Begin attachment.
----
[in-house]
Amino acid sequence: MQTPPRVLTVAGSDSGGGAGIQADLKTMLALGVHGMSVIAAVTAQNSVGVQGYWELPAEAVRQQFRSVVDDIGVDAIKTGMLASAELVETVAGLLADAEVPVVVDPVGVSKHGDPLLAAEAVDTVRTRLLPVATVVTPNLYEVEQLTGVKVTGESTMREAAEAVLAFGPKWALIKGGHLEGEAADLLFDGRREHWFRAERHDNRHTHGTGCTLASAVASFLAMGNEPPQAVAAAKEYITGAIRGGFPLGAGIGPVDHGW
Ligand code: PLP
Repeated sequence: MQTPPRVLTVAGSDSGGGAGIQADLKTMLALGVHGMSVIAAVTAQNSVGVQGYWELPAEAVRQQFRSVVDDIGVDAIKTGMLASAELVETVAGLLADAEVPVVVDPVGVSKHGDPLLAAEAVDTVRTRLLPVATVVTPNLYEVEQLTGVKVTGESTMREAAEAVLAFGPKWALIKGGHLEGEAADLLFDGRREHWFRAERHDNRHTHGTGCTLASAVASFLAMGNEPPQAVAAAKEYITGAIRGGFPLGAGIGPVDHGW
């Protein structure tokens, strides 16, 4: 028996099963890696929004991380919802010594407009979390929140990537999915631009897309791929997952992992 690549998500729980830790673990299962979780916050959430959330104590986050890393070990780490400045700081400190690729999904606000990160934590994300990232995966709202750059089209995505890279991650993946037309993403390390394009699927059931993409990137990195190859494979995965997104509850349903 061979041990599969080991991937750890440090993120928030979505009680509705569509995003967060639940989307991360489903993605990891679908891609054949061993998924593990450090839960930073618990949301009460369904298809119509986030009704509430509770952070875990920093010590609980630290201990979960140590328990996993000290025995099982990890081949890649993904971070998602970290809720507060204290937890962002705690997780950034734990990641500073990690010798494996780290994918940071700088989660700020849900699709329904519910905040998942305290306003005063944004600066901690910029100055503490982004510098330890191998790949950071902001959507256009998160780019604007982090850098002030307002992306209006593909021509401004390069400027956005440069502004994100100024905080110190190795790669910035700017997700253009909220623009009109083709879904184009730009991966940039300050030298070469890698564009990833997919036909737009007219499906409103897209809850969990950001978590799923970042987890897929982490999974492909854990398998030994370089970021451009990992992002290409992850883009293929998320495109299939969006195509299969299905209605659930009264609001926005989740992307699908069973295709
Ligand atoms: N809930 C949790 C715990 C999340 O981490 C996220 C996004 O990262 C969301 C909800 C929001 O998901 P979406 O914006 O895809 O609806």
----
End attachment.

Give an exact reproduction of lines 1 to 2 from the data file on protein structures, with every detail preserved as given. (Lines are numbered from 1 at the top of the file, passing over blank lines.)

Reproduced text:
[in-house]
Amino acid sequence: MQTPPRVLTVAGSDSGGGAGIQADLKTMLALGVHGMSVIAAVTAQNSVGVQGYWELPAEAVRQQFRSVVDDIGVDAIKTGMLASAELVETVAGLLADAEVPVVVDPVGVSKHGDPLLAAEAVDTVRTRLLPVATVVTPNLYEVEQLTGVKVTGESTMREAAEAVLAFGPKWALIKGGHLEGEAADLLFDGRREHWFRAERHDNRHTHGTGCTLASAVASFLAMGNEPPQAVAAAKEYITGAIRGGFPLGAGIGPVDHGW